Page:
of meaning more than facts and feelings tell? We claim

as truths our ways are best - as proof of life and worth

beyond the bones and skin of immaterial selves!

Beyond abstraction,

Bliss behoves the one who puts in place

her rational grip beside each part, so all can

move and sway in co-created patterned play -

such artistry between, is Symmathesic Agency.

Beyond abstraction:

Bliss becomes, when finally, we see what is, is not.

Beyond abstraction:

Bliss belies the lie that change comes on command.

Beyond abstraction:

Bliss beholds - as tension tips – the dance as it unfolds.

Beyond abstraction:

Bliss befalls - when flow begins to flow between receptive holes.

© Louie J N Gardiner 15th October 2016

Footnotes

  1. 1.

    The distinctions I make: ‘reflective’: past-oriented; and ‘self-reflexive’: present-to-immediate-future-oriented

  2. 2.

    Inclusionality: Alan Rayner (2003, 2004) first used this term to illuminate nature’s patterning which, he says, is in direct contrast to Darwinian thinking. It also challenges assumptions that pervade mathematics and physics. Alan now uses the term ‘Natural Inclusion’.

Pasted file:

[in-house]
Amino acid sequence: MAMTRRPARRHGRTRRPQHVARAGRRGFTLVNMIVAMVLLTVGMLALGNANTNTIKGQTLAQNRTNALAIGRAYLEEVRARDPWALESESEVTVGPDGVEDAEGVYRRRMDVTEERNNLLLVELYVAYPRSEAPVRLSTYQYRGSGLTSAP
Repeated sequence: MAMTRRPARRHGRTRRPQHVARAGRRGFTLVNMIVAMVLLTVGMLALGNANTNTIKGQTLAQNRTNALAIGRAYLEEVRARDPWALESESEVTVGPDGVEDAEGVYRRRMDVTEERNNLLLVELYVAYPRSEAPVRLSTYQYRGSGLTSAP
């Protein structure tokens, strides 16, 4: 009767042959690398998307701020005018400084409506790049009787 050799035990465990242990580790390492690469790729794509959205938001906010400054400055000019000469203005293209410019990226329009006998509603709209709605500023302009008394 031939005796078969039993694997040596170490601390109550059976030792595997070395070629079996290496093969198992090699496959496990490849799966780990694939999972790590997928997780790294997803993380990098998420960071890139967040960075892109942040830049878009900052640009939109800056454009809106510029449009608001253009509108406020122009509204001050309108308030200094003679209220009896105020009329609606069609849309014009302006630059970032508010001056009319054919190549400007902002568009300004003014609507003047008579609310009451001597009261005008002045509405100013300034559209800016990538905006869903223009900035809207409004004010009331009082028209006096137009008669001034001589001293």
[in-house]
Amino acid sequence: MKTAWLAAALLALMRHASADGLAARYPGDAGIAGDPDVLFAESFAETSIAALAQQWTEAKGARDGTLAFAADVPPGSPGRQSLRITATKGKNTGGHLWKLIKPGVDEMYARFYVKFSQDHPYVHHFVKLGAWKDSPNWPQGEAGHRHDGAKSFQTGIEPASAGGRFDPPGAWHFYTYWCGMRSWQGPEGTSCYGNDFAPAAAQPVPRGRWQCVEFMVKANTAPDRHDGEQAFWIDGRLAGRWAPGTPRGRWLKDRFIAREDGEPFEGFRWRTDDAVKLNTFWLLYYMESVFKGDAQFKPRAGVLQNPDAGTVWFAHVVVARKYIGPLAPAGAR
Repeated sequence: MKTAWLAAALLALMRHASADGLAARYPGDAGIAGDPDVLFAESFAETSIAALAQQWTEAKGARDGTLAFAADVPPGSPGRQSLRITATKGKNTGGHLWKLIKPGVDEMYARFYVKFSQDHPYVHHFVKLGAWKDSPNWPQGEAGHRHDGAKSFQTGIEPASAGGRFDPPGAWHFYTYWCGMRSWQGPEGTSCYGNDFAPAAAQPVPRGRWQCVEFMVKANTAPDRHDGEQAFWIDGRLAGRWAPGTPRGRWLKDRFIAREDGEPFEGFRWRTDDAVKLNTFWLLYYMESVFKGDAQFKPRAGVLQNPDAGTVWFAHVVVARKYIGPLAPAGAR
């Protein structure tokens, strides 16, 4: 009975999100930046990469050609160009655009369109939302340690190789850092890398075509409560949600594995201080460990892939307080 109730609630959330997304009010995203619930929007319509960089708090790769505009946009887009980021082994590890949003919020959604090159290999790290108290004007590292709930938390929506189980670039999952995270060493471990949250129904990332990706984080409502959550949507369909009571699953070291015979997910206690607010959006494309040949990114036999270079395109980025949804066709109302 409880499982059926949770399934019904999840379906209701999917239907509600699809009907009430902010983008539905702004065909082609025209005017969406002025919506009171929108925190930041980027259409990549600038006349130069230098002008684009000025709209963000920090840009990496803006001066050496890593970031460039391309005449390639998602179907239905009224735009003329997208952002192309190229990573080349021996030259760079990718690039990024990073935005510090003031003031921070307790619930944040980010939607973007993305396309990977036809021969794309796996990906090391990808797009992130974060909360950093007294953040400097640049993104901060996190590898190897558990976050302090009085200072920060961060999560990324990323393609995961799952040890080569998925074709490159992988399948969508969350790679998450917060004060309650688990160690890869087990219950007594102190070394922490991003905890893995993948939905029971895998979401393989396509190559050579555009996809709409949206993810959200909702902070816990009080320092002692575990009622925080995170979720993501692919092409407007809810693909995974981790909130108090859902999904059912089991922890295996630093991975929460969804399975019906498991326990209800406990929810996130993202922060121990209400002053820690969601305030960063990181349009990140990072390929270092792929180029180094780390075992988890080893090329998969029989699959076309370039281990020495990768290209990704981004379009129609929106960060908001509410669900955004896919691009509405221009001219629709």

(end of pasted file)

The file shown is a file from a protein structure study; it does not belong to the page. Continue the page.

References

  1. Bateson, G. (1972). Steps to an ecology of mind: Collected essays in anthropology, psychiatry, evolution, and epistemology (1st ed.). Chicago: University of Chicago Press.Google Scholar
  2. Bateson, G. (1979). Mind and nature: a necessary unity. Creskill: Hampton Press Inc..Google Scholar
  3. Bateson, G. & Bateson, M. C. (1987). Angels fear: an investigation into the nature and meaning of the sacred. London: Rider.Google Scholar
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Copyright information

© The Author(s) 2018

Open Access This article is distributed under the terms of the Creative Commons Attribution 4.0 International License (http://creativecommons.org/licenses/by/4.0/), which permits unrestricted use, distribution, and reproduction in any medium, provided you give appropriate credit to the original author(s) and the source, provide a link to the Creative Commons license, and indicate if changes were made.

Authors and Affiliations

  1. 1.Doctoral Candidacy—HUBSUniversity of HullHullUK
  2. 2.EdinburghUK